L’article reprend un article du New Scientist qui se réfère à cette étude.
Unabated global mean sea-level rise over the satellite altimeter era : Nature Climate Change : Nature Publishing Group
Figure 3: Adjusted and unadjusted satellite altimeter GMSL time series (each arbitrarily offset and corrected for ocean-basin expansion).
The rate of global mean sea-level (GMSL) rise has been suggested to be lower for the past decade compared with the preceding decade as a result of natural variability1, with an average rate of rise since 1993 of +3.2 ± 0.4 mm yr−1 (refs 2, 3). However, satellite-based GMSL estimates do not include an allowance for potential instrumental drifts (bias drift4, 5). Here, we report improved bias drift estimates for individual altimeter missions from a refined estimation approach that incorporates new Global Positioning System (GPS) estimates of vertical land movement (VLM). In contrast to previous results (for example, refs 6, 7), we identify significant non-zero systematic drifts that are satellite-specific, most notably affecting the first 6 years of the GMSL record. Applying the bias drift corrections has two implications. First, the GMSL rate (1993 to mid-2014) is systematically reduced to between +2.6 ± 0.4 mm yr−1 and +2.9 ± 0.4 mm yr−1, depending on the choice of VLM applied. These rates are in closer agreement with the rate derived from the sum of the observed contributions2, GMSL estimated from a comprehensive network of tide gauges with GPS-based VLM applied (updated from ref. 8) and reprocessed ERS-2/Envisat altimetry9. Second, in contrast to the previously reported slowing in the rate during the past two decades1, our corrected GMSL data set indicates an acceleration in sea-level rise (independent of the VLM used), which is of opposite sign to previous estimates and comparable to the accelerated loss of ice from Greenland and to recent projections2, 10, and larger than the twentieth-century acceleration2, 8, 10.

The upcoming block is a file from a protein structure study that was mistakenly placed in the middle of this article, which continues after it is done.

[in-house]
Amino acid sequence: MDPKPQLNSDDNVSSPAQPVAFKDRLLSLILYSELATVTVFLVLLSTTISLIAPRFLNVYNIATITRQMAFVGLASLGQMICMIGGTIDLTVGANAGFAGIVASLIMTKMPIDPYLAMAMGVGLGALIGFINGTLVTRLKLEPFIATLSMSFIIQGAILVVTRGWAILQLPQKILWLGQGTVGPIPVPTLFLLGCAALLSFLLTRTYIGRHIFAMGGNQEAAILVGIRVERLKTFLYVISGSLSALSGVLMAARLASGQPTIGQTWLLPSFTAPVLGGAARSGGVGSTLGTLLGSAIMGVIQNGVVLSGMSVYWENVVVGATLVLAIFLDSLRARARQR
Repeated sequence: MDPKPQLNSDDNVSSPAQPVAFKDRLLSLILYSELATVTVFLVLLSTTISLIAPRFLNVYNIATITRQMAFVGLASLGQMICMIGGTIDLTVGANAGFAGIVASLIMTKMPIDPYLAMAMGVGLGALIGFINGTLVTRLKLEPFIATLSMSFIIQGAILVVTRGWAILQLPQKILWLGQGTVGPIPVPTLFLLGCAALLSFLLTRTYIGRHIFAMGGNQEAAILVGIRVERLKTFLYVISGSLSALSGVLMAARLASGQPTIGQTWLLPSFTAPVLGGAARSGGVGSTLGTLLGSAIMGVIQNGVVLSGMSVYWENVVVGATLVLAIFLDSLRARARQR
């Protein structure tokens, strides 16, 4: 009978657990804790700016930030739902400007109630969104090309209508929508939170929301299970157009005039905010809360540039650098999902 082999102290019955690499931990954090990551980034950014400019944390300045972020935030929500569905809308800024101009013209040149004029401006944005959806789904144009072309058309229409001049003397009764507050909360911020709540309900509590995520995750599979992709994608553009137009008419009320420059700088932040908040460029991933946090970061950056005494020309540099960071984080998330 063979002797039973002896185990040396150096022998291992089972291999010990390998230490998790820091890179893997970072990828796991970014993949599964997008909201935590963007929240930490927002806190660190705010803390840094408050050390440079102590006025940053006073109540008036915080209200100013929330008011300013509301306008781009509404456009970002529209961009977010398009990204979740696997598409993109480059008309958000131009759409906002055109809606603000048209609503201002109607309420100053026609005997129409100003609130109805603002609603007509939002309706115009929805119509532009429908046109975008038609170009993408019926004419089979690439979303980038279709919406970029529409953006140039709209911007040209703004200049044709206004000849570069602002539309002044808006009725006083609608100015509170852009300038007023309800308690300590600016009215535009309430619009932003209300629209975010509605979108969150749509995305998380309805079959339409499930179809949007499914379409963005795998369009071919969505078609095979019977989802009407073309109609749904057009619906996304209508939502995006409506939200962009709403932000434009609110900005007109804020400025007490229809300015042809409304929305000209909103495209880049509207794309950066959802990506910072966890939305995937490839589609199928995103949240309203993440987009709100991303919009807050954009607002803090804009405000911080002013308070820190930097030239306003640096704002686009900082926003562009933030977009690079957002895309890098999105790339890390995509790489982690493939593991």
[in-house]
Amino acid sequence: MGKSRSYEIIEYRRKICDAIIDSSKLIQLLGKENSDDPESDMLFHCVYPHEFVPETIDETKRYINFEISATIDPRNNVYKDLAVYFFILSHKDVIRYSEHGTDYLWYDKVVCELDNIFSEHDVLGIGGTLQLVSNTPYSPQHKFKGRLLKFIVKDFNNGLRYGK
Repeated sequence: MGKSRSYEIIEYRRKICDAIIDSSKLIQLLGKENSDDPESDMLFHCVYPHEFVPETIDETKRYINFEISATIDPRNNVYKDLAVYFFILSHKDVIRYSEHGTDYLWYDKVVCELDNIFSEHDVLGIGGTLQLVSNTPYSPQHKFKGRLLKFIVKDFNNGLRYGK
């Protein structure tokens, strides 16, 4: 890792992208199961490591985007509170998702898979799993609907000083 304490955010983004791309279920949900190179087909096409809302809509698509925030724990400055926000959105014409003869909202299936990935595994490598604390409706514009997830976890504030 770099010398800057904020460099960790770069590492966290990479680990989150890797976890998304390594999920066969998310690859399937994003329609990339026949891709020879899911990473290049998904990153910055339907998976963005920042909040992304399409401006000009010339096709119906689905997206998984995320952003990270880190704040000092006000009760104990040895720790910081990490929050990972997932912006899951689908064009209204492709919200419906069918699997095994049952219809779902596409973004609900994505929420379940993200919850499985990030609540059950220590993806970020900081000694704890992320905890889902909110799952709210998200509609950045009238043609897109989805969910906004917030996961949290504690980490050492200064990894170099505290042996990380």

La page de l’auteur principal à l’Université de Tasmanie
Christopher Watson - Profiles - University of Tasmania, Australia
Sea level rise estimates derived by Dr Watson and his colleagues can be compared with other observations that measure the different contributions to the overall sea level change signal.
’Understanding for example the contributions from the earth’s ice sheets is really important – the collaborations available here in Hobart on this topic are really exciting.
’It is now clear that as a society on this planet, we have tweaked one of the controlling inputs into the earth system–heat. This has given the system a kick and the different components of the system are responding.
’There are many unanswered questions in this field and we need answers to best underpin mitigation and adaptation strategies’
One goal is to determine the regional impact of sea level rise. The rise won’t be consistent across the globe. Some places will experience more sea level rise than others. Different coastal landforms will respond in very different ways.
’I enjoy trying to provide the most accurate data possible to allow us to make intelligent and informed decisions. For society to respond to the challenge ahead, we need to be informed about what we’re facing.’
La fin de l’article du New Scientist
Apparent slowing of sea level rise is artefact of satellite data - environment - 11 May 2015 - New Scientist
The IPCC figure, though, is based on the questionable assumption that there will be no sudden break-up of the great ice sheets. Some researchers expect the break-up to happen faster, so the sea level could rise by 2 metres or even more by 2100.
What’s more, since the IPCC report was written, there has been a series of very grim findings.
Last year, we heard that the collapse of part of the West Antarctic ice sheet containing enough water to raise the sea level 1.2 metres could not be stopped. This year it emerged that part of the East Antarctic ice sheet, which was not expected to lose much ice for many centuries, may be unstable too. It holds enough ice to raise the sea level by 3.2 metres.
“The new science seems to be strengthening the possibility of ’much worse’,” says Alley. In other words, we are on course for a rise in the sea level of many metres.
That means many low-lying coastal areas and cities are doomed.
What is not clear yet is whether it will take centuries for the sea to drown them or whether it could happen much sooner. Most think it will be many centuries, but there is no way to be sure. “We cannot exclude the possibility of an abrupt change, a ’drunk driver’ in the climate system,” says Alley.